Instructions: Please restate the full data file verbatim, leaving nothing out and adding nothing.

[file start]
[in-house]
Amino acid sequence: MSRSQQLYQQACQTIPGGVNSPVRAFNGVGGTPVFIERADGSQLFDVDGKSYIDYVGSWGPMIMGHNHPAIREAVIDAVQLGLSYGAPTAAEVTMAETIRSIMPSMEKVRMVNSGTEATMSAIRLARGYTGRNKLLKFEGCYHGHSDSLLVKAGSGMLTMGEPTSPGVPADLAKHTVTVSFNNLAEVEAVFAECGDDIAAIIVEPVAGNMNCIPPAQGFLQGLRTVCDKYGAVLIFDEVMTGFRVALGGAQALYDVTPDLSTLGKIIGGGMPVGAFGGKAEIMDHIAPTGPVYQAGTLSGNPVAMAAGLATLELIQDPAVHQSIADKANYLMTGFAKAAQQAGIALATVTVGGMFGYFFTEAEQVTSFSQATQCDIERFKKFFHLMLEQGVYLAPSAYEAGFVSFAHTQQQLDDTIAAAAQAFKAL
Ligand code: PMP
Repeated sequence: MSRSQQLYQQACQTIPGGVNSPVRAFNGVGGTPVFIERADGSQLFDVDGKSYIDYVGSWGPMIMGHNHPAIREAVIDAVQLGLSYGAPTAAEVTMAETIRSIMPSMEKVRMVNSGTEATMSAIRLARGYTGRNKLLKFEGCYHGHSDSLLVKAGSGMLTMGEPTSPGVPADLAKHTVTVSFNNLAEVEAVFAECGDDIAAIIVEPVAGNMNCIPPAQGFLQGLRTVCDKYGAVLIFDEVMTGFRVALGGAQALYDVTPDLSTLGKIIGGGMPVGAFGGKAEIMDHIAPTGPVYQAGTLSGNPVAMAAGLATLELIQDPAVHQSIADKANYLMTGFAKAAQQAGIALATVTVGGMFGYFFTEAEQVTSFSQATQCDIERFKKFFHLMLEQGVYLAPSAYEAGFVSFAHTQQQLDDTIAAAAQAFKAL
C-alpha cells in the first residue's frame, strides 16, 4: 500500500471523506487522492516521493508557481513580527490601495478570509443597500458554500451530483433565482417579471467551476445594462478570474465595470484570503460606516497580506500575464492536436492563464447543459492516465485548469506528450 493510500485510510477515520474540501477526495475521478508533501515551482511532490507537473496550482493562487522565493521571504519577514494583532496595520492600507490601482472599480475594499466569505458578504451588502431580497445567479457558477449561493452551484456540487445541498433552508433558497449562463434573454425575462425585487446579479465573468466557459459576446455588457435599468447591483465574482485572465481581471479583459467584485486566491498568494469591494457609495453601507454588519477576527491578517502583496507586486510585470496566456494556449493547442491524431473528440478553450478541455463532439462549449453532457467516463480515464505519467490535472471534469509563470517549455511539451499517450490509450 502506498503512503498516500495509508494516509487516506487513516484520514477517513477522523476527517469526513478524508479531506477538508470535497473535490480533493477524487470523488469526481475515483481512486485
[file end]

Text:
[in-house]
Amino acid sequence: MSRSQQLYQQACQTIPGGVNSPVRAFNGVGGTPVFIERADGSQLFDVDGKSYIDYVGSWGPMIMGHNHPAIREAVIDAVQLGLSYGAPTAAEVTMAETIRSIMPSMEKVRMVNSGTEATMSAIRLARGYTGRNKLLKFEGCYHGHSDSLLVKAGSGMLTMGEPTSPGVPADLAKHTVTVSFNNLAEVEAVFAECGDDIAAIIVEPVAGNMNCIPPAQGFLQGLRTVCDKYGAVLIFDEVMTGFRVALGGAQALYDVTPDLSTLGKIIGGGMPVGAFGGKAEIMDHIAPTGPVYQAGTLSGNPVAMAAGLATLELIQDPAVHQSIADKANYLMTGFAKAAQQAGIALATVTVGGMFGYFFTEAEQVTSFSQATQCDIERFKKFFHLMLEQGVYLAPSAYEAGFVSFAHTQQQLDDTIAAAAQAFKAL
Ligand code: PMP
Repeated sequence: MSRSQQLYQQACQTIPGGVNSPVRAFNGVGGTPVFIERADGSQLFDVDGKSYIDYVGSWGPMIMGHNHPAIREAVIDAVQLGLSYGAPTAAEVTMAETIRSIMPSMEKVRMVNSGTEATMSAIRLARGYTGRNKLLKFEGCYHGHSDSLLVKAGSGMLTMGEPTSPGVPADLAKHTVTVSFNNLAEVEAVFAECGDDIAAIIVEPVAGNMNCIPPAQGFLQGLRTVCDKYGAVLIFDEVMTGFRVALGGAQALYDVTPDLSTLGKIIGGGMPVGAFGGKAEIMDHIAPTGPVYQAGTLSGNPVAMAAGLATLELIQDPAVHQSIADKANYLMTGFAKAAQQAGIALATVTVGGMFGYFFTEAEQVTSFSQATQCDIERFKKFFHLMLEQGVYLAPSAYEAGFVSFAHTQQQLDDTIAAAAQAFKAL
C-alpha cells in the first residue's frame, strides 16, 4: 500500500471523506487522492516521493508557481513580527490601495478570509443597500458554500451530483433565482417579471467551476445594462478570474465595470484570503460606516497580506500575464492536436492563464447543459492516465485548469506528450 493510500485510510477515520474540501477526495475521478508533501515551482511532490507537473496550482493562487522565493521571504519577514494583532496595520492600507490601482472599480475594499466569505458578504451588502431580497445567479457558477449561493452551484456540487445541498433552508433558497449562463434573454425575462425585487446579479465573468466557459459576446455588457435599468447591483465574482485572465481581471479583459467584485486566491498568494469591494457609495453601507454588519477576527491578517502583496507586486510585470496566456494556449493547442491524431473528440478553450478541455463532439462549449453532457467516463480515464505519467490535472471534469509563470517549455511539451499517450490509450 502506498503512503498516500495509508494516509487516506487513516484520514477517513477522523476527517469526513478524508479531506477538508470535497473535490480533493477524487470523488469526481475515483481512486485